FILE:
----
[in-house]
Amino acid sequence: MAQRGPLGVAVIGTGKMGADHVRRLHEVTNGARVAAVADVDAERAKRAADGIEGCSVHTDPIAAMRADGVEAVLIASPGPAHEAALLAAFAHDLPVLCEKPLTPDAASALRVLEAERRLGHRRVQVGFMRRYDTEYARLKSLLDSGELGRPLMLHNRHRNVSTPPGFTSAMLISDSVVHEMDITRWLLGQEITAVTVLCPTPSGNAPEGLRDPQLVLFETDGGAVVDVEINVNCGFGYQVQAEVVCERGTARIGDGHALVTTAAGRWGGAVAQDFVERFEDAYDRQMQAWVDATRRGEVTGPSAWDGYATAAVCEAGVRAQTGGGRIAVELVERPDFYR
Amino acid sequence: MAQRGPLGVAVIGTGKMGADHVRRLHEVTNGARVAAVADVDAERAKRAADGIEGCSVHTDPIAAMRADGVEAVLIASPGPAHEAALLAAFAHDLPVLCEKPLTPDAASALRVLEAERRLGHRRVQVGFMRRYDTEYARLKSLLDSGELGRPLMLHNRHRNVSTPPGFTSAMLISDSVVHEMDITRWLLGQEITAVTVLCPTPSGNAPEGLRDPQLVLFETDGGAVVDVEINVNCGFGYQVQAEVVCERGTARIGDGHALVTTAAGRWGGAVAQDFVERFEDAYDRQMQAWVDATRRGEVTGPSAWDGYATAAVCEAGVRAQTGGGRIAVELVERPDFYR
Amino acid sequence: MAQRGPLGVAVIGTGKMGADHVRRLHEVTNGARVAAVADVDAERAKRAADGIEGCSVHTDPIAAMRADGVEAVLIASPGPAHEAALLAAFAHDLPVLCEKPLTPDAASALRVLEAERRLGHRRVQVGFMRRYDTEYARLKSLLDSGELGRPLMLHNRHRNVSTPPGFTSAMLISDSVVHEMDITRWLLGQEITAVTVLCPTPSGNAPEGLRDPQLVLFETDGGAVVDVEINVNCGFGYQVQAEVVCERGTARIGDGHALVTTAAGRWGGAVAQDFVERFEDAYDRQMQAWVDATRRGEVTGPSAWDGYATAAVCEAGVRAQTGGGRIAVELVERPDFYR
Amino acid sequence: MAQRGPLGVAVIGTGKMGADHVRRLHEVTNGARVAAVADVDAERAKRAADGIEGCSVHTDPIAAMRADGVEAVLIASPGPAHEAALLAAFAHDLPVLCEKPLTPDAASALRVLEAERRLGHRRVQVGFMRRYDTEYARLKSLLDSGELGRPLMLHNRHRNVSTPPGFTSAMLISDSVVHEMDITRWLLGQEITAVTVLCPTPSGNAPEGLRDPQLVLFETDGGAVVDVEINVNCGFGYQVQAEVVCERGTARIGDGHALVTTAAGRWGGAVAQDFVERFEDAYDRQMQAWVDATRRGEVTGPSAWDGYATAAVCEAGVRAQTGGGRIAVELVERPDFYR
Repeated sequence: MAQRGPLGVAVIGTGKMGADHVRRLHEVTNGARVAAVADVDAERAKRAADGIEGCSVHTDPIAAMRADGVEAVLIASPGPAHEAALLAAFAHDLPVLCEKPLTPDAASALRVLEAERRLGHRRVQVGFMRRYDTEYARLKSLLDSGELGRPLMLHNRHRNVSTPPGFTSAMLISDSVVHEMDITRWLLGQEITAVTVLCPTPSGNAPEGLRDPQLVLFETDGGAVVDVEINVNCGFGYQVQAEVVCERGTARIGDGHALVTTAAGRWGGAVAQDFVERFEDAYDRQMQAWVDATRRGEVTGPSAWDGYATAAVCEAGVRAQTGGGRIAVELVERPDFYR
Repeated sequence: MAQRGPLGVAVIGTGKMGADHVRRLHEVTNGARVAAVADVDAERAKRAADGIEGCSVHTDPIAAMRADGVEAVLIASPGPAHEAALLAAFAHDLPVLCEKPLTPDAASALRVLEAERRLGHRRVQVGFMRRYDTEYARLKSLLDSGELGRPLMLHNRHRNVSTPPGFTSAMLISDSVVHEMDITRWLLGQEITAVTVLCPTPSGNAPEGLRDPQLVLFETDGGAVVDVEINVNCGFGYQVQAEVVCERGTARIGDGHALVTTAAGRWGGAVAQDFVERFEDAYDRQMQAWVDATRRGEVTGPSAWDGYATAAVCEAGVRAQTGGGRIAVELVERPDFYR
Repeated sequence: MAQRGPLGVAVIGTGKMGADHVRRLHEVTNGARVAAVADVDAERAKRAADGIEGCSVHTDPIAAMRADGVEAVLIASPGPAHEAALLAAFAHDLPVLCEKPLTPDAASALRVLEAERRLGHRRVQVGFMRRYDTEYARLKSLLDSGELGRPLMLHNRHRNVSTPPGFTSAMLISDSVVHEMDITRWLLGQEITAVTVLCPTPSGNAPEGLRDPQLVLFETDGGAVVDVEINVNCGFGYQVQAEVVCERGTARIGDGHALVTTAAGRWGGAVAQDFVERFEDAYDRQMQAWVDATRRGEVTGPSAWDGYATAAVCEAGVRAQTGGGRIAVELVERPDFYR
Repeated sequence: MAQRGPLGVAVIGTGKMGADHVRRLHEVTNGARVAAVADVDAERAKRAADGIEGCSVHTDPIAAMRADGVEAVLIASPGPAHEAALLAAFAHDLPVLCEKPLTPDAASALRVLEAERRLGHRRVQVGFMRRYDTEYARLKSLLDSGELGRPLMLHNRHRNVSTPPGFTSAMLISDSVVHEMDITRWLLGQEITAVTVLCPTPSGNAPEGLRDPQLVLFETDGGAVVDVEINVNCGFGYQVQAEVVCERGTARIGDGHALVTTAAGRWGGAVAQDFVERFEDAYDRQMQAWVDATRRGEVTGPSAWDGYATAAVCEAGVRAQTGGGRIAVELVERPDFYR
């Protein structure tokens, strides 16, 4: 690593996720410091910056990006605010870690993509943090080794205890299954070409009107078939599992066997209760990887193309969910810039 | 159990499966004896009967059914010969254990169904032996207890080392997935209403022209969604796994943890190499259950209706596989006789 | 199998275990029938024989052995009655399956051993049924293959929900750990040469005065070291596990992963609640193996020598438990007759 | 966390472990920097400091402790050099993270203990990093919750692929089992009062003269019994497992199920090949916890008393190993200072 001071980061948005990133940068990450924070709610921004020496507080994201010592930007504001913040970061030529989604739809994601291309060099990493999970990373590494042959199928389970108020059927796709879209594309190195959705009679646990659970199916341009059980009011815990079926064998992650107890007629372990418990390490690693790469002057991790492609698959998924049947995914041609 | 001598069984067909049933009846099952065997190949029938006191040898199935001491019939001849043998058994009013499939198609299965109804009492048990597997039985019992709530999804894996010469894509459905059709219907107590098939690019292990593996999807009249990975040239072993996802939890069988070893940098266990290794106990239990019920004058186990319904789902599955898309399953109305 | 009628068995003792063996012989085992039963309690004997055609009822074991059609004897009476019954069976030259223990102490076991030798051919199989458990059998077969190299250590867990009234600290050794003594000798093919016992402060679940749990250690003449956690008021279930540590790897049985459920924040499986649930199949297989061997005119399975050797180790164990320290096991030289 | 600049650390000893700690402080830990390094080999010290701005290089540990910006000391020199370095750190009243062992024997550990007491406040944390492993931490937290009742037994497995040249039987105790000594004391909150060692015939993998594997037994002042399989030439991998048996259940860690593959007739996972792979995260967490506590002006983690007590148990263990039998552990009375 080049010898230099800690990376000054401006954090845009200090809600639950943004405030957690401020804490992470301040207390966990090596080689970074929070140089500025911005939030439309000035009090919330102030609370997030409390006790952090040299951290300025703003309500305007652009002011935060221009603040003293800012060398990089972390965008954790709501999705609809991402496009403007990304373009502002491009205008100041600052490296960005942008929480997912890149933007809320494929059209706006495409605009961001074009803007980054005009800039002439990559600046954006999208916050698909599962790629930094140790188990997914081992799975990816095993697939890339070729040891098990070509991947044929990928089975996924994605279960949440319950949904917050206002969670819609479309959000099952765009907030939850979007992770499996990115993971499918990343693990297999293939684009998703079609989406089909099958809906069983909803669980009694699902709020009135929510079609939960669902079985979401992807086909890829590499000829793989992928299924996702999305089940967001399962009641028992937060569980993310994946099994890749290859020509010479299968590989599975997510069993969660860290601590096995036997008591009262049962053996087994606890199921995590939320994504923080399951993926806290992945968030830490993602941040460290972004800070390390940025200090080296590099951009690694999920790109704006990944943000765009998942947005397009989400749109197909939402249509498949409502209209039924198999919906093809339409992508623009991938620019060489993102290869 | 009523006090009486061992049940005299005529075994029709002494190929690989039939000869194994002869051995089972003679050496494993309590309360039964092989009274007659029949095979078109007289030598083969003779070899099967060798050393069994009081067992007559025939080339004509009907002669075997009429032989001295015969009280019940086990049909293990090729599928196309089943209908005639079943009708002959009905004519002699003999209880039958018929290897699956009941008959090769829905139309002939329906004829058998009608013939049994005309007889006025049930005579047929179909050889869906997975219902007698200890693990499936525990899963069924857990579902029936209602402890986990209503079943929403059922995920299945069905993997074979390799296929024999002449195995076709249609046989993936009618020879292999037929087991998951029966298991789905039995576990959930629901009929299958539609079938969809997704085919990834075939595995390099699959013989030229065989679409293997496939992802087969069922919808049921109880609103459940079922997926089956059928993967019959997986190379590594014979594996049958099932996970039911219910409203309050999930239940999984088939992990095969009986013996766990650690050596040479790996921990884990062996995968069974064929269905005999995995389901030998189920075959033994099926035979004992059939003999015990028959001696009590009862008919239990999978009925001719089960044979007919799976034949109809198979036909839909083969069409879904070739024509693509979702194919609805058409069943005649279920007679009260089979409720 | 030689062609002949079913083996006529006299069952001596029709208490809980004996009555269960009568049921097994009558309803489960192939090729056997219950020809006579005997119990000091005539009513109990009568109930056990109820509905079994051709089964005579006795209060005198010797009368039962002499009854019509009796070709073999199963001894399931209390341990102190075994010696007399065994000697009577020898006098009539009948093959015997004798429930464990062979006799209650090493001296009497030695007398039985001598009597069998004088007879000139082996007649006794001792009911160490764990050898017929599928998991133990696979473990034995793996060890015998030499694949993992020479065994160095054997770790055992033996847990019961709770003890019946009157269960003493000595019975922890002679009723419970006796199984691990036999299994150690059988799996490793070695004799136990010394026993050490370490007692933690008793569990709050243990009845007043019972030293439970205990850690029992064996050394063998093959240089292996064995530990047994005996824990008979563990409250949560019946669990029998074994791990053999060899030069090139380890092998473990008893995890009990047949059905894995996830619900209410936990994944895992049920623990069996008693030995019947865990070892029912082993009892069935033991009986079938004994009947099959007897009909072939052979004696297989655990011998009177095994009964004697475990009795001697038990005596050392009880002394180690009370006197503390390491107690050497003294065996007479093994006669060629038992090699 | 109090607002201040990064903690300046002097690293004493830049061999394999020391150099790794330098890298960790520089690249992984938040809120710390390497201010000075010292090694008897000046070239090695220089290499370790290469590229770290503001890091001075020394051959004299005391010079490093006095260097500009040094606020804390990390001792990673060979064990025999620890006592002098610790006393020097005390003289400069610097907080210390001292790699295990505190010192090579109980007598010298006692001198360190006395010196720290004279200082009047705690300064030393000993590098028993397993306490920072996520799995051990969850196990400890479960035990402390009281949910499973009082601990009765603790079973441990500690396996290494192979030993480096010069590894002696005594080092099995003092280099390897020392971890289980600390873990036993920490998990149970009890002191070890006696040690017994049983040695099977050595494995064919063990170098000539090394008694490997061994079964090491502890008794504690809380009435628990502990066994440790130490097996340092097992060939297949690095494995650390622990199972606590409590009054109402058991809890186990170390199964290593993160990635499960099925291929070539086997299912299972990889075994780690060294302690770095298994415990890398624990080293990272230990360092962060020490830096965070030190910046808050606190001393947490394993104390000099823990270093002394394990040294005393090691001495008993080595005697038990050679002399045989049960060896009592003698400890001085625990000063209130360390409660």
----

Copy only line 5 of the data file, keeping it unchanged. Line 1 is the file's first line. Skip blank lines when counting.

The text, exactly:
Amino acid sequence: MAQRGPLGVAVIGTGKMGADHVRRLHEVTNGARVAAVADVDAERAKRAADGIEGCSVHTDPIAAMRADGVEAVLIASPGPAHEAALLAAFAHDLPVLCEKPLTPDAASALRVLEAERRLGHRRVQVGFMRRYDTEYARLKSLLDSGELGRPLMLHNRHRNVSTPPGFTSAMLISDSVVHEMDITRWLLGQEITAVTVLCPTPSGNAPEGLRDPQLVLFETDGGAVVDVEINVNCGFGYQVQAEVVCERGTARIGDGHALVTTAAGRWGGAVAQDFVERFEDAYDRQMQAWVDATRRGEVTGPSAWDGYATAAVCEAGVRAQTGGGRIAVELVERPDFYR